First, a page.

Budget amendment would pull all four BCTs out of Europe
WASHINGTON — House lawmakers voted Friday to remove all brigade combat teams from Europe in coming years, a plan that would drastically reduce the United States’ footprint in the region and is opposed by military officials.
The Senate and the president would have to sign off on the plan before it could become law, an improbable scenario given the Army’s concerns that such a move would jeopardize national security. But the vote highlights lawmakers’ continued frustration with U.S. military spending overseas amid shrinking funds for domestic priorities.
Two heavy Army brigades based in Europe will be withdrawn starting next year as part of the new national security posture announced by Defense Secretary Leon Panetta earlier this year.
Four brigade combat teams are currently stationed in Europe: The 172nd Separate Infantry Brigade, out of Grafenwöhr and Schweinfurt, Germany; the 170th Infantry Brigade out of Baumholder, Germany; the 2nd Cavalry Regiment out of Vilseck, Germany; the 173rd Airborne Brigade Combat Team out of Vicenza, Italy.
The House amendment, included as part of the annual defense budget authorization debate, passed by a 226-196 vote. Amendment sponsor Rep. Mike Coffman, R-Colo., said the move was needed to end European countries’ overreliance on America for their defense.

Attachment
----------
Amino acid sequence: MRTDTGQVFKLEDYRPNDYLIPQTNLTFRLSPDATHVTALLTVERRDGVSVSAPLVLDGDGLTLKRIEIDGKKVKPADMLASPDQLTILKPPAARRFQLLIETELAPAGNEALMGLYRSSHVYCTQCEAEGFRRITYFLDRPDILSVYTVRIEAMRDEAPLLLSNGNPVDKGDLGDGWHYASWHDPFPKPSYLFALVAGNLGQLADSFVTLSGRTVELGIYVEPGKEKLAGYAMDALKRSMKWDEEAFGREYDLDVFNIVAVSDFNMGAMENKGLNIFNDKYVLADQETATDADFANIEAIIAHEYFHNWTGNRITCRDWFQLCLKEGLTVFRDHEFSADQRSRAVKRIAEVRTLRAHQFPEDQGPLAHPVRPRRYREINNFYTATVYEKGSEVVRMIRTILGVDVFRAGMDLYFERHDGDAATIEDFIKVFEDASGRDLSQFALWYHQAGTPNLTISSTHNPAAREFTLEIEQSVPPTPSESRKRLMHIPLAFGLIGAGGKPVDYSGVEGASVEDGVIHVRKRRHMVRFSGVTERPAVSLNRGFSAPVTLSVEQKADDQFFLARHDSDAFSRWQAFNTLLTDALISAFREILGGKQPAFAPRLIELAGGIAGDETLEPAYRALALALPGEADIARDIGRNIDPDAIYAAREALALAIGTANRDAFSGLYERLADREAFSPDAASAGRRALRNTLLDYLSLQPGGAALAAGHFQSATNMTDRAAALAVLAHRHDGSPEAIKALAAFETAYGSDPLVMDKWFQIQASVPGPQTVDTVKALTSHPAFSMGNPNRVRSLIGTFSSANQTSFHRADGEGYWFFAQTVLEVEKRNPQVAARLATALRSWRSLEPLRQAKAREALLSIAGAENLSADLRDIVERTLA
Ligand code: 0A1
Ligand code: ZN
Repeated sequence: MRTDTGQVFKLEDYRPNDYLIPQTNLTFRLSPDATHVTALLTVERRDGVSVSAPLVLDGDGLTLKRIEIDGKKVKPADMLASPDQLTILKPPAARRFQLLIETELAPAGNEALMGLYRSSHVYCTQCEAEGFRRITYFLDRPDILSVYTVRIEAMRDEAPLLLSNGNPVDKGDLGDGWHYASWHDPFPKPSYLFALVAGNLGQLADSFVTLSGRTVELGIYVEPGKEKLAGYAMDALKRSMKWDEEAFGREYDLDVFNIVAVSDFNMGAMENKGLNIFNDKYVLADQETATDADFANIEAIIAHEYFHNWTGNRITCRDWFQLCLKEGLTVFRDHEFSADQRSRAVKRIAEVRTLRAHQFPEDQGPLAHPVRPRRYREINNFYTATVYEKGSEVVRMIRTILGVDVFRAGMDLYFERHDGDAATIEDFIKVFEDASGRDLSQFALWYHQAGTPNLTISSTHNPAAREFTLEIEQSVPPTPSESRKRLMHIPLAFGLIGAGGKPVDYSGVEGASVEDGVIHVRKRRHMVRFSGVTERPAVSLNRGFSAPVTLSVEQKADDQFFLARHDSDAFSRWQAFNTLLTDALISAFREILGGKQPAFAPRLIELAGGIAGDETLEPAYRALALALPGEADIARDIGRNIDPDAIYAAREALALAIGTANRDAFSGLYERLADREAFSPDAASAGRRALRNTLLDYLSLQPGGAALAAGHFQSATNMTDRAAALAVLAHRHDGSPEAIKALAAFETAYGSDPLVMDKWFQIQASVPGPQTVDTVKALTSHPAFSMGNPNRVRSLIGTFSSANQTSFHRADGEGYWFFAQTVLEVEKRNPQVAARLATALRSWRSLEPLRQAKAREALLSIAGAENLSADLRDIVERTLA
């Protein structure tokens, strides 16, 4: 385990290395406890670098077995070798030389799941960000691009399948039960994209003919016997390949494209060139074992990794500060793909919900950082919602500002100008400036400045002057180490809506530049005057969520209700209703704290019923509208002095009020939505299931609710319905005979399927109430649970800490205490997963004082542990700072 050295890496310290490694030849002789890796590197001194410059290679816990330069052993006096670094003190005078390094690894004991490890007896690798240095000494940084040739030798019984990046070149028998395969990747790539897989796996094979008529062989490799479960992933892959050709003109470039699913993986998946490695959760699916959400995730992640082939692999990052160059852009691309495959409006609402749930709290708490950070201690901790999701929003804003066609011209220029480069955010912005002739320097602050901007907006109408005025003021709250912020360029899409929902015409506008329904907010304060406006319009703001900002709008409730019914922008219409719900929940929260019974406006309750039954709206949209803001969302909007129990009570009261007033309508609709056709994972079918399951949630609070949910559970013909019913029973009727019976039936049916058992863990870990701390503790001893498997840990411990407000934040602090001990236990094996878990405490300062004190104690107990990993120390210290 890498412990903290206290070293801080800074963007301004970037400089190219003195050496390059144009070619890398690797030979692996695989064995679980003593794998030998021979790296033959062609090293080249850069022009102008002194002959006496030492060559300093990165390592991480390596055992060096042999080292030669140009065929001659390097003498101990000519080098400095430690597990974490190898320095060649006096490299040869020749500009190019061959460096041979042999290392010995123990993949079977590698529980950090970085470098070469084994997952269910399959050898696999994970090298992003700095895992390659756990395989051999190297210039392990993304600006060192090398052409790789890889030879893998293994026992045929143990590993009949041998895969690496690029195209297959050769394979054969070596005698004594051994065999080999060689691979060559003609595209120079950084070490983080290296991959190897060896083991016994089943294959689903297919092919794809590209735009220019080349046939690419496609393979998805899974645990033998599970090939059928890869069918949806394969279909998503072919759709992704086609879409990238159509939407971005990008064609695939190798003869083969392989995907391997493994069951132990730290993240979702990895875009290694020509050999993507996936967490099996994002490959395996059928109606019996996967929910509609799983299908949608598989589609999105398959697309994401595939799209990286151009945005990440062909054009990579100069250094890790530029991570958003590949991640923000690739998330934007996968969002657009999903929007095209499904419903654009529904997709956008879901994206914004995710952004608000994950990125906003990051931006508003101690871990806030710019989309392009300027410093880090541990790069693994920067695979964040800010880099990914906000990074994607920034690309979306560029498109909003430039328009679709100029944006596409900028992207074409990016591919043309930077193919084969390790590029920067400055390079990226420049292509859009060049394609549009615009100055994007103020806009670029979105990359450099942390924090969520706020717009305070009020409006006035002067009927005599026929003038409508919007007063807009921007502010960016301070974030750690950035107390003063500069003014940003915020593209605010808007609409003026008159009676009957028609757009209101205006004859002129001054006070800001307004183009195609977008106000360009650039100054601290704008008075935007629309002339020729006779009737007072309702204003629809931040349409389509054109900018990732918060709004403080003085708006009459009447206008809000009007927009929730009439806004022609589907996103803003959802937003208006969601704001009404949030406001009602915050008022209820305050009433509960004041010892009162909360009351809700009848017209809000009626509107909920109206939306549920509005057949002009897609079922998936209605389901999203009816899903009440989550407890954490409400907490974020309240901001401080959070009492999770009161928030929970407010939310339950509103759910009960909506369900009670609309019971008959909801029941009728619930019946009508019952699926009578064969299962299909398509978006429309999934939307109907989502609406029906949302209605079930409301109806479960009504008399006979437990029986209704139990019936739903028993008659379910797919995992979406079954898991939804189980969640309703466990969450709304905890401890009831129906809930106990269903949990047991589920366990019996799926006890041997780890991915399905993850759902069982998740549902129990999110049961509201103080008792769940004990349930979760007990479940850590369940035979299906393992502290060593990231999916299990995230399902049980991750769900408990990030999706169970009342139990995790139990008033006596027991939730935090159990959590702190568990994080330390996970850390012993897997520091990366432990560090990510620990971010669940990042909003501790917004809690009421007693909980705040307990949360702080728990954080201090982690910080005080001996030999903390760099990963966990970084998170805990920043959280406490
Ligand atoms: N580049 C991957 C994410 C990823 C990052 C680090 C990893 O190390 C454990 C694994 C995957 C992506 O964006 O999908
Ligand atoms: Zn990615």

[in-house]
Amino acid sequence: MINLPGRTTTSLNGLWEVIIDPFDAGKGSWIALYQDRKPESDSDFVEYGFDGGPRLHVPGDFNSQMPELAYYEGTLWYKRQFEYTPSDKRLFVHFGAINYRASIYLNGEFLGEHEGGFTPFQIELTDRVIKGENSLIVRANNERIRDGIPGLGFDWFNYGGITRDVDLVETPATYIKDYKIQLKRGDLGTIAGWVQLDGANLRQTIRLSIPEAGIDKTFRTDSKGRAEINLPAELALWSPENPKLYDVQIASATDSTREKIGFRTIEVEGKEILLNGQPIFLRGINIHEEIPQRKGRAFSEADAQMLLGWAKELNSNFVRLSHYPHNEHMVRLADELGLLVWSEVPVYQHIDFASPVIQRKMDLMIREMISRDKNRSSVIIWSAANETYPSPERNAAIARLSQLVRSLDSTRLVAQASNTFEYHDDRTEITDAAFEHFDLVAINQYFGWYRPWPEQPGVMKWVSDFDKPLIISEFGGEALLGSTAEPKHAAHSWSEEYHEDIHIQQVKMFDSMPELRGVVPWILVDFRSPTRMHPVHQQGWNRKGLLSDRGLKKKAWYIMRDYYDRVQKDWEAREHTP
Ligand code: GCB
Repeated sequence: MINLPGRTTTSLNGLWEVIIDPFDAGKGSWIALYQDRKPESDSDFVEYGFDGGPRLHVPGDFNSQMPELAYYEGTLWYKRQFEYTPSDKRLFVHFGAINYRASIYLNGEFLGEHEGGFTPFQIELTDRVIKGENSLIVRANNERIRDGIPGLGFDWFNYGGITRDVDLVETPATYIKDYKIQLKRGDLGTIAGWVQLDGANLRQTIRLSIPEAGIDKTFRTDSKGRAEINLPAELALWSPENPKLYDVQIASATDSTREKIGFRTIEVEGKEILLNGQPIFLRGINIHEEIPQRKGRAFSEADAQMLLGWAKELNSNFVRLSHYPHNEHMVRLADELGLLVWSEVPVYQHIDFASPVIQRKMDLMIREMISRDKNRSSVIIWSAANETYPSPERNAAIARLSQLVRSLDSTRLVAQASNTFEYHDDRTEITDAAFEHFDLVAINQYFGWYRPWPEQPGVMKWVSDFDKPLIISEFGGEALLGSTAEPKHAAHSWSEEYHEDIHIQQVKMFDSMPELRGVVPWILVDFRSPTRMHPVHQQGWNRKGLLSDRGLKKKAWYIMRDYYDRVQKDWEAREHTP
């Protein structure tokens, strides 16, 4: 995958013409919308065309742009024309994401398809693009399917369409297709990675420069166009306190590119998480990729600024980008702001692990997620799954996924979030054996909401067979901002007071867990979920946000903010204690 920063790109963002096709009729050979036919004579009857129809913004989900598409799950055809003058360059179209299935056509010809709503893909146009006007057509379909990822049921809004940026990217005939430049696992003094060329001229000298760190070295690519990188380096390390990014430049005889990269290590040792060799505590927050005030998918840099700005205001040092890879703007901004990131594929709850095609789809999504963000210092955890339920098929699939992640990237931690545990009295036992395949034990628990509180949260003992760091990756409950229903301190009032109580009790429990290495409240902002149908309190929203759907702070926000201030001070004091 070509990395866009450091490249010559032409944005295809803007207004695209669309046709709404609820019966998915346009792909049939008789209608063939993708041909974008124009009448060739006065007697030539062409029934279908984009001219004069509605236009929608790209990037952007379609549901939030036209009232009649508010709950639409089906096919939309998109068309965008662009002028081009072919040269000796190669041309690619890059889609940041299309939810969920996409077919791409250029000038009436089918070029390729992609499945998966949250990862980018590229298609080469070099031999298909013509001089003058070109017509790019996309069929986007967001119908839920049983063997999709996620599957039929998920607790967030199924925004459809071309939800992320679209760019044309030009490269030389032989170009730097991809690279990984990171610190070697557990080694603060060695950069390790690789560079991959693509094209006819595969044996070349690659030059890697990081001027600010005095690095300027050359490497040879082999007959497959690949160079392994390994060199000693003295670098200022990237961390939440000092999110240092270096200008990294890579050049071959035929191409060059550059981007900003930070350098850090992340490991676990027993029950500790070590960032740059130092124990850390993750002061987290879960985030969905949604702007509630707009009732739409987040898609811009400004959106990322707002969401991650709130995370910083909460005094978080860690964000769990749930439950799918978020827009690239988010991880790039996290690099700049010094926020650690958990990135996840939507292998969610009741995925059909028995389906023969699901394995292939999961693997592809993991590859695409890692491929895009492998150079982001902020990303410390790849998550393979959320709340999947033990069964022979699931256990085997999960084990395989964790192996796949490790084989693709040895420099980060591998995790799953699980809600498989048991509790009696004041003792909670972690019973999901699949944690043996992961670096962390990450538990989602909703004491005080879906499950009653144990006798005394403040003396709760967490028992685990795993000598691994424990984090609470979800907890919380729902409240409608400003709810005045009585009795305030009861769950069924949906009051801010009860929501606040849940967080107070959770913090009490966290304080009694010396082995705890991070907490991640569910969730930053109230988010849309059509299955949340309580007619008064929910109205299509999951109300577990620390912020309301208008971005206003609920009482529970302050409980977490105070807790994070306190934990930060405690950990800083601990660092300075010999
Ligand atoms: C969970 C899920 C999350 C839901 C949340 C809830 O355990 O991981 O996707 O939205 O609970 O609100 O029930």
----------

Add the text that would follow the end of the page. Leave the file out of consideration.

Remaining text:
“Instead of being forced to find the same [fiscal] balance that the U.S. is, they’re able to drastically reduce their national defense spending because they can take for granted that the United States will continue to guarantee their security,” he said. “This is an unfair burden to U.S. taxpayers.”
Coffman, a former Marine and soldier who served in Europe, said Army officials will be able to replace the brigade combat teams with rotational forces including National Guard soldiers without harming national security. Opponents questioned that.
“What we’re doing with this is not just defending our allies, but it’s joining with our allies to make sure we’re defending the United States,” said Rep. Randy Forbes, R-Va.
He added that the cost-savings from the move would be minimal, “because rotational units are very expensive and much less effective than forward-based forces.”
Removing all four brigade combat teams would mean pulling back roughly 15,000 troops, dropping the Army’s presence in Europe to fewer than 30,000 soldiers, and reducing the total U.S. military end strength there to around 70,000 troops.
Defense officials have argued that maintaining a strong presence in Europe is critical for current overseas operations like Afghanistan and to preserve strong ties with European allies.
The Senate is supposed to begin debate on its draft of the annual authorization bill next week, but a final compromise measure is not expected to be approved until later this year.